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Iraq: A Political History from Independence to Occupation Hardcover – Mar 9 2009

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Front Cover | Copyright | Table of Contents | Excerpt | Index
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12 of 12 people found the following review helpful
Good summary of Iraqi national politics Dec 3 2009
By Kirk H Sowell - Published on
Format: Hardcover Verified Purchase
Pay close attention to the subtitle: "A Political History from Independence to Occupation." The emphasis here should be on "Political History" - this book provides a good account of Iraq's national level politics in the 20th century, but contains very little coverage of the rest of the country during the period.

Chapters two through eight cover Baghdad politics between 1921 and 1958, and account for about two-thirds of the book. Three chapters cover the 1921-36 period, with Dawisha attempting to have one chapter be purely chronological while the other two are more topical, describing the attendant circumstances, such as the existence of protests in various parts of the countries or Sati al-Husri's pan-Arabist education/indoctrination programs. But because the details almost all related to happenings in Baghdad, there is a great deal of repetition of the same facts over and over, perhaps from a slightly different angle each time.

There is virtually no discussion of social, economic or religious currents, except to mention them in passing, but with insufficient detail for the reader to understand their importance. Significant in this regard is the historical development of the Shia clerical establishment, which played a key role in the 1920 revolt and was in stagnation after that point until 2003. Dawisha mentions the clerical role in 1920, several times, but explains nothing about the clerical establishment itself, its economic and social decline in the decades that followed (to explain why the 1920 events were not repeated until 2003), the importance of Iranian ties to the shrine cities during this time, or anything more than a passing reference to the great urban migration of the Shia poor, which has had such an important impact over contemporary events.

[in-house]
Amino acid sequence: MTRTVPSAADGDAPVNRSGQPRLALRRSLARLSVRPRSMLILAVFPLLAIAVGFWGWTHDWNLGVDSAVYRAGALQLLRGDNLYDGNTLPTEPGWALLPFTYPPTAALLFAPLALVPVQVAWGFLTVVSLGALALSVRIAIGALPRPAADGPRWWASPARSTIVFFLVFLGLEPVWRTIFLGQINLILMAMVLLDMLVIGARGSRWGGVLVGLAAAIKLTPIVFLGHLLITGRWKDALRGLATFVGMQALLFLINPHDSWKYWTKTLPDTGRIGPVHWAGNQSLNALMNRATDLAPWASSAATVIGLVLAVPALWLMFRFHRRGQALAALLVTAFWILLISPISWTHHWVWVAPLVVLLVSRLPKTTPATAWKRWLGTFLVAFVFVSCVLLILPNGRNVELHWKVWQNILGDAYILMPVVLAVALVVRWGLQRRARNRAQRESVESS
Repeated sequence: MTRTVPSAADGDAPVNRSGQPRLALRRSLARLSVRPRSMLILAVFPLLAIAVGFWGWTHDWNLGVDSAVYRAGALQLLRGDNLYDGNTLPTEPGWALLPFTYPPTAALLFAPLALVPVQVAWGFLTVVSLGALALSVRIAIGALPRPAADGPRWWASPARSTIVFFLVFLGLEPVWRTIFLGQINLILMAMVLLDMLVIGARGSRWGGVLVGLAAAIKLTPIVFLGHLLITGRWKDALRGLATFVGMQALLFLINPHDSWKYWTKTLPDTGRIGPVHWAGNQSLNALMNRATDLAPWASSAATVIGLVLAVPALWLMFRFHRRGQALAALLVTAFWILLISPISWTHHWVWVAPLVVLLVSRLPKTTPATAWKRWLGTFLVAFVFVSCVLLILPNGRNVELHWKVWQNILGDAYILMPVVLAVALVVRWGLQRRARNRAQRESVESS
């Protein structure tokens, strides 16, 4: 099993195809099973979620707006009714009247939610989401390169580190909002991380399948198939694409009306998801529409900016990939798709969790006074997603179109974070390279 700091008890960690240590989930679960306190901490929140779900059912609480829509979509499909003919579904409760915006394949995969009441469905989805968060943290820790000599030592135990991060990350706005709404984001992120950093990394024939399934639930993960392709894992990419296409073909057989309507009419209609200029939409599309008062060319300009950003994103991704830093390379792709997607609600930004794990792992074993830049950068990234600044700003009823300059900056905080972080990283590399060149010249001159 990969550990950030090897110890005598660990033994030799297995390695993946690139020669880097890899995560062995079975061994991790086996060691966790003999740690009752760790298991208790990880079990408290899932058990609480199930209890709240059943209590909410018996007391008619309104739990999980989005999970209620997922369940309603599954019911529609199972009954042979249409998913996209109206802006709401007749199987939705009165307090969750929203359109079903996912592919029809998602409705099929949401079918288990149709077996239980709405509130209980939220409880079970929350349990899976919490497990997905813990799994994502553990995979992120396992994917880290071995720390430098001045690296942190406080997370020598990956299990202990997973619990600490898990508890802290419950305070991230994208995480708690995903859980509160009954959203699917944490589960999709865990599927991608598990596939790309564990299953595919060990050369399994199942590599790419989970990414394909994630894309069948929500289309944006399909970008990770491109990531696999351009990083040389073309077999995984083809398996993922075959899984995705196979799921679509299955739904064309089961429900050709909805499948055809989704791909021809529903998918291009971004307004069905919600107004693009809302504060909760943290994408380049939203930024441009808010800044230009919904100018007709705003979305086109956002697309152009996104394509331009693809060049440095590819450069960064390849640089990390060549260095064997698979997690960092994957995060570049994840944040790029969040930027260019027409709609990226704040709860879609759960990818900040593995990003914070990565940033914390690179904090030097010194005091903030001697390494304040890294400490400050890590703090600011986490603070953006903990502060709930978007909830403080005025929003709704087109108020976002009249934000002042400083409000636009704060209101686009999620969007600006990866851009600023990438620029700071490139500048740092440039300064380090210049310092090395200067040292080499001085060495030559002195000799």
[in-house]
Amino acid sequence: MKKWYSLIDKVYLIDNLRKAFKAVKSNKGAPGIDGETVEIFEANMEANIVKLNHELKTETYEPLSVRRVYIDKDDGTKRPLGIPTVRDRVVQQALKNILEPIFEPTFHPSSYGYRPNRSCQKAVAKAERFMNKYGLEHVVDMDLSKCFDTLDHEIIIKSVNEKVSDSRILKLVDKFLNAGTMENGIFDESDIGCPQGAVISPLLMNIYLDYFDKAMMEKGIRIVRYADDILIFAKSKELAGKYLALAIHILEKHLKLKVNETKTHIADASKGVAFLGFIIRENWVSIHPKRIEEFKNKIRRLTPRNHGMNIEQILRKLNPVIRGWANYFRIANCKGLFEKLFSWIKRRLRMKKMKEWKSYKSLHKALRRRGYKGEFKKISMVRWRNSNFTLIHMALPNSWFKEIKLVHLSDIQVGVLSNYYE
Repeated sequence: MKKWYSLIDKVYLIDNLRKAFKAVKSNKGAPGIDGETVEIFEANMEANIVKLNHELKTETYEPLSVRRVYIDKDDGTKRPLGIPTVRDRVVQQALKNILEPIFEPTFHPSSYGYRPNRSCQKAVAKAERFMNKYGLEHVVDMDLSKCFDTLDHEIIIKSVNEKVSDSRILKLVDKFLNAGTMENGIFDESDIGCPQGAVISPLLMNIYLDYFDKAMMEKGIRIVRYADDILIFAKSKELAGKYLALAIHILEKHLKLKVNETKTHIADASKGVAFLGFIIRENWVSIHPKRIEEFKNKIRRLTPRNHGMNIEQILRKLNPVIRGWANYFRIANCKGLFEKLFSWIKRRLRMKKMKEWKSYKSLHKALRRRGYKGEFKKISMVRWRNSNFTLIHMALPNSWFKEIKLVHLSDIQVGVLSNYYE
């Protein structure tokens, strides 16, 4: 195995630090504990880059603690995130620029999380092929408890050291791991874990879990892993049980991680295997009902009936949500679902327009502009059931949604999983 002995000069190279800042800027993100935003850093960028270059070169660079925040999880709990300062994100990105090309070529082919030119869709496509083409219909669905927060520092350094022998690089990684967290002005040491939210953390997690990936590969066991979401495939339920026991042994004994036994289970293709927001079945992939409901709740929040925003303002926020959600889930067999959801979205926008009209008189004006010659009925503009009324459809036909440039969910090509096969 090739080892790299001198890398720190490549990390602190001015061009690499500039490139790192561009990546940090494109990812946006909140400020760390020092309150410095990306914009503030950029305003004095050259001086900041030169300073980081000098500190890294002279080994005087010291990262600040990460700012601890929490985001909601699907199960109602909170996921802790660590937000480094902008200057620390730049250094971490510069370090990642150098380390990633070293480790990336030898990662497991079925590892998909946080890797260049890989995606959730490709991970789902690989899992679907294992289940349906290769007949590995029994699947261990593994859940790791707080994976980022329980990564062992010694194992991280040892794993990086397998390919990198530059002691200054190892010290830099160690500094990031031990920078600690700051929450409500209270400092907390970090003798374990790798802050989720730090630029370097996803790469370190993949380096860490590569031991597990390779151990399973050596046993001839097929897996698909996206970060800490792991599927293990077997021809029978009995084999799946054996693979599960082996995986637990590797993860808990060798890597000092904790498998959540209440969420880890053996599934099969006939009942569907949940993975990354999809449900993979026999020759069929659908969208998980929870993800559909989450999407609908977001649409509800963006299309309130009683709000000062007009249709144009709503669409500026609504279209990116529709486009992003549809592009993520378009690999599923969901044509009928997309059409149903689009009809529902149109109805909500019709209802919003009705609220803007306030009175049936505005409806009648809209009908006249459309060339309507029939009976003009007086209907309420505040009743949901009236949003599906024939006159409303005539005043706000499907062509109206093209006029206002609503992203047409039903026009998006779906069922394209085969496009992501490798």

What Dawisha does well is explain why democracy failed in Iraq. The revolving door of the prime minister's office in the 1921-58 period, and the bizarre paradox of tolerant authoritarianism (elections were rigged, but political opposition leaders rarely faced a threat to their lives) during this period are explained well, and in a way that shows how the period paved the way for the nightmare that was to come. Dawisha poignantly points to how those who attempted to kill Abd al-Karim Qasim in 1959, including the young Saddam Hussein, were pardoned by 1961. Qasim would be killed in a coup in 1963, and when Saddam had his time to rule, no one who showed the slightest tendency toward opposition would live to coup another day.

The last three chapters cover three periods: 1958-1968 (the "Authoritarian Republic"/Abd al-Karim Qasim, Abd al-Salam Arif, Abd al-Rahman Arif), 1968-2003 (the Baathist/Saddam Hussein period) and the 2003-2007 period. The 1958-68 chapter is probably the most insightful of these. The Baathist period is mainly dominated by anecdotes of the horror of Saddam's rule, rather than a narrative. The eight-year Iran-Iraq war, which cost so many Iraqis their lives and changed the country forever, is covered in a single page. And it isn't until the book reaches 1980 that Dawisha mentions Muhammad Baqir Sadr and the Dawa Party, which Sadr helped found in 1958, and only then to report Baqir Sadr's murder by the regime. Quite a bit was happening in the interim that Dawisha passes over.

Dawisha's coverage of the post-2003 period broadly acceptable but there isn't much nuance. In discussing the Shia political parties, for example, he mentions four key parties - the Islamic Supreme Council of Iraq, Dawa, the Sadr faction and Fadhila - without discussing the ISCI-Sadr blood feud, that Fadhila is a branch of the Sadrist movement, or anything useful about the ISCI-Dawa relationship. The Sunni Awakening and the Iranian role in post-2003 period are very briefly discussed.

If you only plan to read one history of Iraq, read Charles Tripp's "History of Iraq" rather than this. But if you've read that and you want to know more, you could read this book for a better understanding of national politics, and the books of Yitzhak Nakash (buy "The Shiis of Iraq," NOT "Reaching for Power") and Mier Litvak on the Shia. I've written Amazon reviews on the latter two authors' books you may want to check out.